#1
I'm doing a project about guitar and amplifiers, and I have read everything I could find on wikipedia about vacuum-tubes, but I don't really get it because there are so many hard words and stuff. So can anyone tell me if I'm right here:

The electric signals produced by the pickups of the guitar goes through the cable to the amplifier. In the amplifier, an electrode leads the electricity into the vacuum tubes. Here, the electric pulse also resonates in the tubes, and since I assume the electrode (or triode/diode) is electromagnetic, the waves in the tube is picked up by the coil in the electrode.

Also, wikipedia says an electrode is: "An electrode is an electrical conductor used to make contact with a nonmetallic part of a circuit (e.g. a semiconductor, an electrolyte or a vacuum). The word was coined by the scientist Michael Faraday from the Greek words elektron (meaning amber, from which the word electricity is derived) and hodos, a way." In an amplifier, would a nonmetallic part of the circuit be the tube?

Thanks alot for helping me out. I need to hand it in tomorrow!
#2
Kind-of-sort-of-in-a-way-but-not-really

In order to understand tubes you need to know what a "cathode" and an "anode" are, be able to explain their respective roles in the amplification process, and understand their relationship to each other. You also need to research the differences between the diode, triode, tetrode, and pentode type tubes (start with the diode).

If you're having trouble with words, find a dictionary. I can't sympathize with anyone who fails to understand something because of the words are too hard.

EDIT: Also you will need to be able to explain the differences between common tube amplifier types (class A, class A/B).
ESP LTD EC-256 and a Fender Deluxe VM
#3
The thing is that this is a physics-project and you could choose any subject you wanted. Some chose airplanes, some chose astronomy (black holes and stuff), and I happened to choose guitar. I'm only 15 and in last year of elementary school so we have only made simple schemes in electronics (like battery, transistor, diode etc.) So very basic. This means that I don't need to explain it in detail, I just want to be able to understand it in easy words. If didn't want to, I could just skip this part (amplifiers). But I want to show my understanding in basic electronics and physics so just a simple explanation would be good.
#5
If you already talked about transistors, you should be able to explain how an operational amplifier (op-amp) works.

I don't think you will learn the complicated physics of a tube guitar amp on the internet and understand it proficiently. and then be able to teach others.
#6
Quote by ZanasCross
Wiki or dictionary cathode and anode, figure out how they work. Also, look up induction. The combination of all that should help.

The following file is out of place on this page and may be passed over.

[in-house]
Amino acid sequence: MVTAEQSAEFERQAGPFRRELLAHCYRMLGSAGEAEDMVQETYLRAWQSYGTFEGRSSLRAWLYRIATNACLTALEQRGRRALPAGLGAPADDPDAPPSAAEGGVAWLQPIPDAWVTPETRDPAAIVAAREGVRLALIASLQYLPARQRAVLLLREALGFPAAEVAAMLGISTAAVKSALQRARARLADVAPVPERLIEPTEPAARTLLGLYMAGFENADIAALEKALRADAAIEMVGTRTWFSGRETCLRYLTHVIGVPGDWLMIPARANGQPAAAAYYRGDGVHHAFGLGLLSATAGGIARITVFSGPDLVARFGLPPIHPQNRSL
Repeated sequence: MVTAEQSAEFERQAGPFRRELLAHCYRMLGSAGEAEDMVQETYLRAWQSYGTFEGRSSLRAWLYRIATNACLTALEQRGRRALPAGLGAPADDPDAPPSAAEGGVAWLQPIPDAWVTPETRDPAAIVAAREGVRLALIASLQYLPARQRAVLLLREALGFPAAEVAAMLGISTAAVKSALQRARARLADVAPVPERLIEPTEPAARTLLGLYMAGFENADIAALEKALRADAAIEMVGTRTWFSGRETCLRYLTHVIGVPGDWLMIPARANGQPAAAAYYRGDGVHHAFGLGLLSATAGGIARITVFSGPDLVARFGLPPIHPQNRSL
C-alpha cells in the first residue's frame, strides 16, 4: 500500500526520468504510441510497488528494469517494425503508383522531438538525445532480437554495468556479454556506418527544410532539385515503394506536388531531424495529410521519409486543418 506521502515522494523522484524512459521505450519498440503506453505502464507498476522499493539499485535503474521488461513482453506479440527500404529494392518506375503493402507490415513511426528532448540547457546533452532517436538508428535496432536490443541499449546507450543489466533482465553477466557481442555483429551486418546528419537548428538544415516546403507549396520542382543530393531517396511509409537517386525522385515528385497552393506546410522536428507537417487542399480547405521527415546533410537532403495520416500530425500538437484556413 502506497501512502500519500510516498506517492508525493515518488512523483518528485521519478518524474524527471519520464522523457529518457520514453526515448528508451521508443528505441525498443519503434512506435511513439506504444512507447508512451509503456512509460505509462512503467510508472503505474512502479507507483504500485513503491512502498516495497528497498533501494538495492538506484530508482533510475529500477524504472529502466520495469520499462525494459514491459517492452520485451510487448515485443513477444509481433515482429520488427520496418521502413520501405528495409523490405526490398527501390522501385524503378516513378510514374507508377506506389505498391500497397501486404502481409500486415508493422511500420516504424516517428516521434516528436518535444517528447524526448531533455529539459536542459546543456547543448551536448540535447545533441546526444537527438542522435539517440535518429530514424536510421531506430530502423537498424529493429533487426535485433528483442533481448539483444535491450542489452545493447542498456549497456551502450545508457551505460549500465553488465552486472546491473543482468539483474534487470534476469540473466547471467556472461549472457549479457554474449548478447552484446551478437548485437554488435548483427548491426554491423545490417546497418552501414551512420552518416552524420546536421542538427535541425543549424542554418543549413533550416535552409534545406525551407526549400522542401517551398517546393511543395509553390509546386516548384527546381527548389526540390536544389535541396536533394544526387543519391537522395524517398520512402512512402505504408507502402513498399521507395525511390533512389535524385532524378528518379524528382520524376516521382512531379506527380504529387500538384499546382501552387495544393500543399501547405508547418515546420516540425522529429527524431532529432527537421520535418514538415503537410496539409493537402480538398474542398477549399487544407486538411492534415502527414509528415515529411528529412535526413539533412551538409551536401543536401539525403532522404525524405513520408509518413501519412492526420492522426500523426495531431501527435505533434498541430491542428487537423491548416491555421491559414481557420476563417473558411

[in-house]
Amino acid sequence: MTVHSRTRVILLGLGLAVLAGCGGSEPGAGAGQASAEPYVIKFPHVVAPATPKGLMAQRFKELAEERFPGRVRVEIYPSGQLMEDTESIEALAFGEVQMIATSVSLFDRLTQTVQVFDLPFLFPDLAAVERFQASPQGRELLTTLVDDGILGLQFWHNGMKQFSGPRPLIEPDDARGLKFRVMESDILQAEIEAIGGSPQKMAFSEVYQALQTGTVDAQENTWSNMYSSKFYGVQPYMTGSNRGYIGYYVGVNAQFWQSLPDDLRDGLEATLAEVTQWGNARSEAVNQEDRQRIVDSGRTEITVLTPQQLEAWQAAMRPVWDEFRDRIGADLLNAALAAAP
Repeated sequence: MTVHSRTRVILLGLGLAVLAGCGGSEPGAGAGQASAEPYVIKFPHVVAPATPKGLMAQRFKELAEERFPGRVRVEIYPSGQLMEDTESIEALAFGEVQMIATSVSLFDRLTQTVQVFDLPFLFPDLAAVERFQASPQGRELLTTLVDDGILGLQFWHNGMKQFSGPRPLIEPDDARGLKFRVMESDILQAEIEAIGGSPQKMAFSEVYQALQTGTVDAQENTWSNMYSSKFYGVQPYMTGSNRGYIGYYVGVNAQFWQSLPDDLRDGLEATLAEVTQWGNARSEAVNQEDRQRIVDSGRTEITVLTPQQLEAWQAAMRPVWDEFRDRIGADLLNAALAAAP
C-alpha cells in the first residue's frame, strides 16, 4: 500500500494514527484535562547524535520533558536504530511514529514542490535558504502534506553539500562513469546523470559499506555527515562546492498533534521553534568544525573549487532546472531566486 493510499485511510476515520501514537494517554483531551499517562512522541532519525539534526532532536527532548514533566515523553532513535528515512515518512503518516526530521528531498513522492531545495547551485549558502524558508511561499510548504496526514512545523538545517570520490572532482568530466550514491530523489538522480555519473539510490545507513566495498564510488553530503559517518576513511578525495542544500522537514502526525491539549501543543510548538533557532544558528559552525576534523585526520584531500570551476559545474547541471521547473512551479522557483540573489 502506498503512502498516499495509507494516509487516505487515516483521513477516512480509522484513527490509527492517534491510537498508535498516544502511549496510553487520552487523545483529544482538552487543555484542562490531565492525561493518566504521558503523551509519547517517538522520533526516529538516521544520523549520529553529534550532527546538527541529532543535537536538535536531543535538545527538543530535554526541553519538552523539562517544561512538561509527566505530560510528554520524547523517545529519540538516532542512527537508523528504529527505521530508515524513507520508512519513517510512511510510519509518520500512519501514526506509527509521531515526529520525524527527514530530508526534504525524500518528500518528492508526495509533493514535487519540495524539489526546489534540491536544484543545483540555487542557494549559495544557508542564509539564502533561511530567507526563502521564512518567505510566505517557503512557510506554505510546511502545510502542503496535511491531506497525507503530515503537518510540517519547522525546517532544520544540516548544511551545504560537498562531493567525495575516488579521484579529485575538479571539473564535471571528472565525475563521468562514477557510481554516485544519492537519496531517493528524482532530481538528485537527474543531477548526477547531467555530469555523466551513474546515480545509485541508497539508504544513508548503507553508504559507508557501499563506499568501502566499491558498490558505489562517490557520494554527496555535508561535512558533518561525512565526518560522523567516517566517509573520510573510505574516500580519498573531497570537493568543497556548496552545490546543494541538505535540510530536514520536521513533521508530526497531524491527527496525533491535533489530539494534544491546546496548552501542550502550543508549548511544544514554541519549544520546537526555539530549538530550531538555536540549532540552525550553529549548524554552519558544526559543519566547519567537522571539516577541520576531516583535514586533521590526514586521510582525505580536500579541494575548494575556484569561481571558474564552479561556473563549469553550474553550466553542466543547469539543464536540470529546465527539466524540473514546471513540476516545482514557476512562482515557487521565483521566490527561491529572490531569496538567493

Also; very basic and not exactly what you are going for but: http://entertainment.howstuffworks.com/electric-guitar2.htm

I understand that a cathode and an anode are the different sides of a diode.

"In a vacuum tube or electronic vacuum system, the cathode emits free electrons. Electrons are extracted from metal electrodes either by heating the electrode, causing thermionic emission, or by applying a strong electric field and causing field emission." "The simplest vacuum tubes resemble incandescent light bulbs in that they have a filament sealed in a glass envelope which has been evacuated of all air. When hot, the filament releases electrons into the vacuum: a process called thermionic emission. The resulting negatively charged cloud of electrons is called a space charge. These electrons will be drawn to a metal plate inside the envelope, if the plate (also called the anode) is positively charged relative to the filament (or cathode). The result is a flow of electrons from filament to plate. This cannot work in the reverse direction because the plate is not heated and does not emit electrons."

Shouldn't this mean that the electrodes are released in the cathode, out in the tube, and then return to the positively charged anode? Why does the charge in easy words amplify?
#7
If I am remembering correctly (its been a few years since I seriously looked into this), the electrons are released by getting the cathode hot. The electrical signal will heat it in waves proportional to the amount of electricity coming from the guitar via induction. As the plate heats and cools, it will emit certain amounts of electrons. The electrons are then "pulled" very very quickly across the tube by the difference in charge, which causes even greater induction due to a magnet near the tube. This causes a much bigger signal; thus it is amplified.